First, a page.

Another favourite Frey subject — Fred Astaire films. Plans for a lavish and largely monochrome Astaire cover had been formulated ages before but never carried out. When the great Hollywood star died Oliver insisted on dedicating the issue of CRASH to him, and featuring him with his most famous partner, Ginger Rogers, on the cover. The other elements, dancing on a newly-arrived Spectrum +3, were the issue’s lead games: Tai-Pan, Micronaut One, Exolon and The Big Sleaze. It was another compilation cover, a style for which Oliver has become justifiably celebrated.
The Fred Astaire cover found an echo on page 63, detailing the results of the 1987 CRASHtionnaire, where his face (and Ginger Rogers’s) appeared at the foot of a reproduced Radio Times page. That was to illustrate the CRASHtionnaire’s findings on your TV viewing habits, but it was a good example of the kind of detail the art department has to consider when laying out. In recent months everyone on the team had become more aware of the value of cross-referencing items within an issue, and even a tiny item like the Astaire picture can add to the enjoyment of reading a magazine.
Our big thrill (well, there were two really) was the new Spectrum +3 with its Amstrad-style disk drive. The reviewers weren’t particularly impressed, largely because it was nothing more than a 128K with a disk drive instead of a datacorder, and also because there were no really good games available on the disks yet. Simon N Goodwin wasn’t raving either, though he considered the machine professionally-made and well-documented, because he felt you could upgrade with better disk systems than the one Amstrad provided. Software houses were cautious about releasing disk games for a machine which nobody had bought yet, too, as one of CRASH’s increasingly common in-depth news features reported. And there was the price — £249 was far too high. We all suspected Amstrad of hiking it so as not to ruin +2 high-street sales — a cynical supposition which would be proved all too true within a few months.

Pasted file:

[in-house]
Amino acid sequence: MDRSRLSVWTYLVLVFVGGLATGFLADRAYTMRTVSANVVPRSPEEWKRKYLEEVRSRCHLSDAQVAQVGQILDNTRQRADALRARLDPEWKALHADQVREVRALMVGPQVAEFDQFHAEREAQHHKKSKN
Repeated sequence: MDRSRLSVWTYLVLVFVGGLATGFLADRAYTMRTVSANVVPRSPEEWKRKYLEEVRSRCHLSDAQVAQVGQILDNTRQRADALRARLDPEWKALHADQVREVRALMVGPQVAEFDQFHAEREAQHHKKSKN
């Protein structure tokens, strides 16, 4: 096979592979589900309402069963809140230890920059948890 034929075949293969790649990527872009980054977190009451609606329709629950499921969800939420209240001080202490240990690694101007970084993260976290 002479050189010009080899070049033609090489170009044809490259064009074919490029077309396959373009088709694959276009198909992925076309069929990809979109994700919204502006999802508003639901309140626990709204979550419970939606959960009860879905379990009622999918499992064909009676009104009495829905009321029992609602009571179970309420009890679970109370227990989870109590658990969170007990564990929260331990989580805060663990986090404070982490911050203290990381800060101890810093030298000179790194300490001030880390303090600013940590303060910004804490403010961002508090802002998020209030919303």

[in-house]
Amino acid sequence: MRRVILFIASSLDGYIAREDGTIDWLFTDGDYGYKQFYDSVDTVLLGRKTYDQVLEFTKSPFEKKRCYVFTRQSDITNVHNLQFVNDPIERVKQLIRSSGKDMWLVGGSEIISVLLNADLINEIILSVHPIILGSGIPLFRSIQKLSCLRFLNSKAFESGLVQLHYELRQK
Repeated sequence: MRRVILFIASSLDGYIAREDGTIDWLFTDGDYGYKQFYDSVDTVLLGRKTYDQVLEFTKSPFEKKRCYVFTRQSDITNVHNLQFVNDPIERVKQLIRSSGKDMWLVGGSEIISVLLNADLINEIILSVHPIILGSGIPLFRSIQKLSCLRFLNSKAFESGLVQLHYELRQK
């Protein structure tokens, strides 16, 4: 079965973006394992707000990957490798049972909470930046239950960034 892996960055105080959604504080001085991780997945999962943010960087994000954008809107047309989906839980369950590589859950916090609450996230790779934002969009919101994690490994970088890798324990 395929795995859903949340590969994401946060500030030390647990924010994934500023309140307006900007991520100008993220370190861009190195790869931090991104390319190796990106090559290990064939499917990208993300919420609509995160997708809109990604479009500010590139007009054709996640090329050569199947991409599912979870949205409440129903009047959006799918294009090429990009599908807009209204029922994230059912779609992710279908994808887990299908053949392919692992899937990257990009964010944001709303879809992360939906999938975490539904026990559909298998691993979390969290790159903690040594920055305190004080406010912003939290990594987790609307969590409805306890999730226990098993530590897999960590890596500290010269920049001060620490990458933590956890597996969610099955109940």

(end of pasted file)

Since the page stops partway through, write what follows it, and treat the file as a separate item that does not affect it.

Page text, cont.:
The other thrill was the arrival of Hewson’s Uzi pump-action water pistols — prizes for the Exolon competition. Naturally they had to be tried out, and anyway, we needed photographs for the competition page. Richard, Roger, Robin and Skippy went out dry and came back soaked. Fortunately, as the picture showed, it was a hot day. Several innocent bystanders got squirted, including Markie Kendrick from art. His David Sylvian-style hairdo was ruined, so he sulked, which resulted in the little remark from the comps minion. But we all forgot; art always has the last laugh...
Tie-ins fared pretty badly; The Living Daylights, Challenge Of The Gobots, Road Runner, Flash Gordon, all did from bad to average, only Ocean’s delayed Tai-Pan — and then only on the 128 — got anywhere, and that was a Smash.
Meanwhile, another of those news features focused on The Bug and its arguments with the software industry — the first sign of CRASH’s reborn interest in fanzines, that was to show itself in a renovated Fanzine File.
During the latter part of the schedule, THE GAMES MACHINE got under way, and Graeme Kidd got his portfolio back as its Co-Editor. His other half turned out to be none other than Gary Penn, who had decided that he would like to work on the new magazine (Ciarán Brennan had taken over ZZAP!). They set themselves up in Gravel Hill, using the offices not long before vacated by LM. TGM — as it became known — was going to cover more than just computers, and one of the first articles written was a comparison of laser-tag systems. Suddenly the water pistols had a rival as numerous different electronic guns began to appear. It was not, of course, very conducive to hard work in the CRASH offices to know others were zapping each other (or ‘testing’) nearby, but somehow we managed to keep our reviewers’ minds on their own games.